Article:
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Churails director Asim Abbasi: We are here to unite- Cinema express

Churails director Asim Abbasi: We are here to unite

Asim Abbasi and Shailja Kejriwal on Churails, boundary-smashing, and the return of Pakistani shows to India 

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Published: 19th August 2020

It's a killer premise. Four Pakistani women, from varied backgrounds, collude to run a clandestine detective agency under the guise of a fashion boutique. Working ingeniously and on the sly, they weed out abusive men and bring them to book. As patriarchy falls, our Karachi crusaders rise. 

Thus proceeds Churails, a new 10-part series streaming on ZEE5. Directed by Asim Abbasi, the show is created and co-produced by Zindagi Digital, an online revamp of the Zindagi TV channel that went off air in 2017. Asim's debut feature, Cake, was submitted for the 91st Oscars and is presently streaming on Netflix. The British-Pakistani filmmaker has been at the forefront of the content revolution across the border, bringing bolder narratives to the wider mainstream. 

"Cake, for me, was a nuanced character study of familial relationships," Asim says. "Therefore, with Churails, I wanted to go bigger. While we delve into serious themes, I wanted it to have a whimsical quality."

The mix appears to have paid off. The show has been praised for its vibrant design and spunky characters. Asim, who grew up in Pakistan, hired an all-female consulting team to steer the screenplay. The lead cast features Sarwat Gilani, Mehar Bano, Yasra Rizvi, and Nimra Bucha, all popular faces in Pakistani film and television. The director also devised a funky editing style: all color-coded flashbacks and fast-cutting (the post-production was done in India, Pakistan, and the UK).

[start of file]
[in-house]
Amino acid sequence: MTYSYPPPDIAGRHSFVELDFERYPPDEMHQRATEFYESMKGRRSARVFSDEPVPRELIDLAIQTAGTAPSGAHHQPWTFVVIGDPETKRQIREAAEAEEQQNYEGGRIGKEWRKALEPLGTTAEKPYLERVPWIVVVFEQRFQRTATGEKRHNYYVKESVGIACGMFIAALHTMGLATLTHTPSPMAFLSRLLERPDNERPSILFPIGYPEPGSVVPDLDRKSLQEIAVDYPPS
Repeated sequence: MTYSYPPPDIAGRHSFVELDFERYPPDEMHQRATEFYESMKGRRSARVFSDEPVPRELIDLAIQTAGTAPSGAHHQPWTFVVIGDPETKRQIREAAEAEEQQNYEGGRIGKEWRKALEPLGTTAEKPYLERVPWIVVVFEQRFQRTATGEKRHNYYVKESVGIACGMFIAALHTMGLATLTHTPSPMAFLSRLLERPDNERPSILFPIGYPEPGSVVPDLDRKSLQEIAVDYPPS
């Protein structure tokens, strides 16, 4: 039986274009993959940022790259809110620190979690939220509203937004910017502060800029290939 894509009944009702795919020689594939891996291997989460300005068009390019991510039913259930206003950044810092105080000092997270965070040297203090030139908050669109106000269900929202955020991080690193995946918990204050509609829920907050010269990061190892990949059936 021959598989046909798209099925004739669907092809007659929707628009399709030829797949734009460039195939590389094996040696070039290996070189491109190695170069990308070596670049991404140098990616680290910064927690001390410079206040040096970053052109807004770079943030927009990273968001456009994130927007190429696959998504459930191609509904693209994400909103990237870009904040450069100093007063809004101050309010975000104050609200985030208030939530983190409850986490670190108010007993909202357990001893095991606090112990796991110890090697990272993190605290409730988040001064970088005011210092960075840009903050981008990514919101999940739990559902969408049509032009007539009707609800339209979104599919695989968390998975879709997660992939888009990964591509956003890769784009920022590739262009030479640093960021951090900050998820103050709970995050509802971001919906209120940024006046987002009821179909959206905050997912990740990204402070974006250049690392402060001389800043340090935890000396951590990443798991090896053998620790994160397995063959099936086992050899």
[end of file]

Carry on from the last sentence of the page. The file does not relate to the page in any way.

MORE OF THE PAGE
Asim feels both the plot and treatment are in sync with modern audiences. "Across the subcontinent, people have seen such shows on international platforms. So I didn't need to explain any of that." Did he fear a backlash from conservative corners? "I have no doubt there will be some cultural backlash. It's the same concept that propagates misogyny — the fear of seeing something that we are not used to." 

Launched in 2014 in India, Zindagi channel brought a bouquet of shows from Pakistan, Turkey, South Korea, and Brazil. Pakistani serials like Zindagi Gulzar Hai, Dastaan (premiered as Waqt Ne Kiya Kya Haseen Sitam),  Humsafar, and Mere Qaatil Mere Dildaar were widely viewed in India.

However, following the 2016 Uri attacks, Zee Entertainment Enterprises withdrew all Pakistani titles from the channel. As tensions rose, Zindagi was pulled from the airwaves and became a digital-only subset on the OZEE app (it was later integrated into ZEE5). 

Producer Shailja Kejriwal, who launched Zindagi and is heading its digital rebrand, views Churails as a cultural olive branch. "As a patriot, one would always support the army and the nation. But as artists we also have a job to use our soft power and show the other perspective. If we feel an affinity for each other, then it is our responsibility to create understanding. There are issues and desires that are common, and which would hopefully bring us closer as nations," Shailja, Chief Creative Officer - Special Projects at Zee, says. 

Asim agrees that digital platforms are a great medium to restore cross-border exchange. "We are not here to be divisive but to tell stories that actually unite," the filmmaker says. "If a single viewer in India relates to Churails, then I have done my job." 

Zindagi TV has announced the premiere of over 1000+ hours of multicultural content. It will comprise a mix of curated and original shows. The Pakistani titles range from romances (Ishq Gumshuda, Shehr-E-Zaat) to family dramas (Aunn Zara, Badi Aapa).

"We are taking the Zindagi brand forward as a South Asian platform," Shailja shares. "My personal desire is to create stories with women voices. We also want actors, directors and technicians from the subcontinent to come and create something together. That's our ultimate dream." 

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